Striking the Balance Between Training and Recovery
The old adage of no pain no gain is quite literal when it comes to strength training. The feeling of DOMS (Delayed Onset Muscle Soreness), the soreness and stiffness that usually follows 24 hours after an intense workout, is familiar to anyone who has ever trained. It is often used by athletes as a measure of the effectiveness of the prior workout. It is important to strike a balance between high intensity training and recovery.
Overtraining also known as over-reaching can slow result in negative physiologic and chemical changes, thus predisposing one to injury. Undertraining can limit your potential gains. So how does one push your body to the limit without going to far. Because the stress/recovery balance is different for every athlete, just like the practice of medicine, that’s where the art and the science collide. Daily Gaines emphasizes active recovery, meaning putting equal emphasis on training and recovery. In order to train like the pros, you must recover like the pros.
Overtraining vs Under-recovery
Some say there is no such thing as “overtraining” only under-recovery. But if you’ve ever seen a full blown case of rhabdomyolysis with subsequent acute renal insufficiency due to muscle damage sustained during a long intense workout…you would know that’s not true (see recent case at The University of Oregon football team). In my mind that is a unique and rare scenario due to acute and prolonged overexertion and heat exhaustion. It is a true emergency.
What is more likely is chronic overtraining usually due to insufficient time spent in recovery. Excessive overload plus Inadequate recovery is the precursor for overtraining syndrome. While overtraining may sound innocuous or “something that affects the weak”, it is not. According to the Scandinavian Journal of Medicine and Science in Sports, the symptoms of may include a depressed mood, general apathy, decreased self-esteem, emotional instability, impaired performance, restlessness, irritability, disturbed sleep, weight loss, loss of appetite, increased resting heart rate, increased vulnerability to injuries, hormonal changes, a lack of supercompensation (positive/anabolic effects of the stimulus), and even a compromised immune system and increased susceptibility to infection.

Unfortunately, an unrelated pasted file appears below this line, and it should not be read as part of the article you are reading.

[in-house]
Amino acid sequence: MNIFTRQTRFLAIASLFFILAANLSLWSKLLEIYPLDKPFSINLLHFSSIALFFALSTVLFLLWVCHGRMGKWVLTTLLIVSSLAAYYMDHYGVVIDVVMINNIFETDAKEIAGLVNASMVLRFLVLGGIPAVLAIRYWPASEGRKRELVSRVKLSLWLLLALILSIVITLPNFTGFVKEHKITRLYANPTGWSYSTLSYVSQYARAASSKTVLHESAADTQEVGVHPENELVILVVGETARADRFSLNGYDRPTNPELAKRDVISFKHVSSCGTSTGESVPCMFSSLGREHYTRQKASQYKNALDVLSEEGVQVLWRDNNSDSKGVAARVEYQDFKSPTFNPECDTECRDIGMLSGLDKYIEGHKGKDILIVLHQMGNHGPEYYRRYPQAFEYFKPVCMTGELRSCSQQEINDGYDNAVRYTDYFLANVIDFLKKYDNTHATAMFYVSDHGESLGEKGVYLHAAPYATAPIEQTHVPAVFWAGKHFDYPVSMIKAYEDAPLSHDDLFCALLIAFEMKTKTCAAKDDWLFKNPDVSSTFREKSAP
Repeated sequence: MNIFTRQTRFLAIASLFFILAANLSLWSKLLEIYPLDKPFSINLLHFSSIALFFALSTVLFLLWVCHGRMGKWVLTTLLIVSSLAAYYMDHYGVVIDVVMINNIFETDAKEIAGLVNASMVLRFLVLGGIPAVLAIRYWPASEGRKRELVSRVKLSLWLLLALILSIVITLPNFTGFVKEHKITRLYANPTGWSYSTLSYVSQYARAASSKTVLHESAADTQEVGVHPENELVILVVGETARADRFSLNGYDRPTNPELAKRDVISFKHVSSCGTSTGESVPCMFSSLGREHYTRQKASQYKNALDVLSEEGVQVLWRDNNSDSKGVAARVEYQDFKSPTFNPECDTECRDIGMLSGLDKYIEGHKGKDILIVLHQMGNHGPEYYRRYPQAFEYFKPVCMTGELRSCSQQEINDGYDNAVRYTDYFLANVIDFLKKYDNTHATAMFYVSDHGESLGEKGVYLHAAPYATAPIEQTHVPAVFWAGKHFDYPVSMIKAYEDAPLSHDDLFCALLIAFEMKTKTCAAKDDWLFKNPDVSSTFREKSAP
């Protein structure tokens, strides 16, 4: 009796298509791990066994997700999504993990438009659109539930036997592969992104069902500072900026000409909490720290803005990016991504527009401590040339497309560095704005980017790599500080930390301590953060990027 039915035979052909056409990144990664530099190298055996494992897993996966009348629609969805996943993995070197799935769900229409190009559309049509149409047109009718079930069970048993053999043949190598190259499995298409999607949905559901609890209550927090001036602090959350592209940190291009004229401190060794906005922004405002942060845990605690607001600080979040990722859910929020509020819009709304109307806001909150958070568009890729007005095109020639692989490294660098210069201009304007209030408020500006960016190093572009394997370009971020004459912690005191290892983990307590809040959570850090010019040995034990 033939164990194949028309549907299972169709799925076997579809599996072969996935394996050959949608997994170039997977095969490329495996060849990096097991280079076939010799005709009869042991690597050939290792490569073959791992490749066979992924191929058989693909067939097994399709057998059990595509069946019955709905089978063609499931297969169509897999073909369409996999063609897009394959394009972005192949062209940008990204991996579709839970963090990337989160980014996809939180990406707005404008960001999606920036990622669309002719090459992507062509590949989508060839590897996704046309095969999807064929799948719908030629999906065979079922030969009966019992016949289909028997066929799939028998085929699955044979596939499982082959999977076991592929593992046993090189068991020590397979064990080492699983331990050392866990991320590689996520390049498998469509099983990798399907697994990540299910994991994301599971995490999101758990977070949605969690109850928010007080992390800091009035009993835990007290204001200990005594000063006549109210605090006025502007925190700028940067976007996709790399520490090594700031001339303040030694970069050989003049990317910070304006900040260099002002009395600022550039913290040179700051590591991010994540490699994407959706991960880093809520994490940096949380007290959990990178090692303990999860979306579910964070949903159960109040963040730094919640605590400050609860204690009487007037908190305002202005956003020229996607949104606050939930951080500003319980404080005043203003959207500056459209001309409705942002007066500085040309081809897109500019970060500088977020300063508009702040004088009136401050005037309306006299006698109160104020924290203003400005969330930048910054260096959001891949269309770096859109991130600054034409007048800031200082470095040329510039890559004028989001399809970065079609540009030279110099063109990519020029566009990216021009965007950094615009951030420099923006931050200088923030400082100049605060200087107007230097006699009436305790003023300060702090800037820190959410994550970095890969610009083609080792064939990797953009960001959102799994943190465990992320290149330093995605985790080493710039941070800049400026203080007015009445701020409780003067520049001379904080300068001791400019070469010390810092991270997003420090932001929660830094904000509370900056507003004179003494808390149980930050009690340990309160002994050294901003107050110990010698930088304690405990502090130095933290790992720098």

So here are a few tips to enhance and accelerate your recovery, so that you can continue making your Daily Gaines. (G-A-I-N-E-S)
– Get more sleep: Most recovery occurs during sleep. That is when anabolic hormone levels are highest and cellular repair occurs. To combat the effects of overtraining even the normal 7-8 hours may not be enough. Studies show that a nap within 2 hours of the workout (even 20 min) can improve recovery.
– Adequate Hydration: Dehydration can cause increased muscle damage during workouts and delay recovery. Some rules of thumb are 6-8 glasses of water per day. But perhaps the best way is to judge your hydration by the color of your urine. The darker the color the more you water you need to drink.
– Inflammation is the enemy. So decreasing inflammation via cryotherapy (ice, cold bath) and NSAIDS (with your doctor’s permission) can help accelerate recovery
– Nutrition: There is evidence that protein…consumed prior to bedtime, first thing in the morning, immediately after a workout, and even during a workout can all accelerate recovery. Whether protein shakes or other lean sources, increase protein consumption. (1-1.6 grams per kilogram of body weight). Carbs are important to replenish your muscle glycogen stores, preferably consumed within 1 hour of the workout. 50g of carbs and 30g of protein.
– Exercise: The concept of a recovery workout may seem counter intuitive, however moving your joints and doing low intensity compound movements with bodyweight can help with soreness and recovery.
– Stress: Overtraining is both mental and physical. Stress increases cortisol (a stress hormone). Increasing sleep, eliminating outside sources of stress, massage therapy, myofascial release with foam roller therapy, and meditation are among a few techniques to decrease your stress.
Director of Sports Medicine for Athletic Gaines and Contributor to Daily Gaines.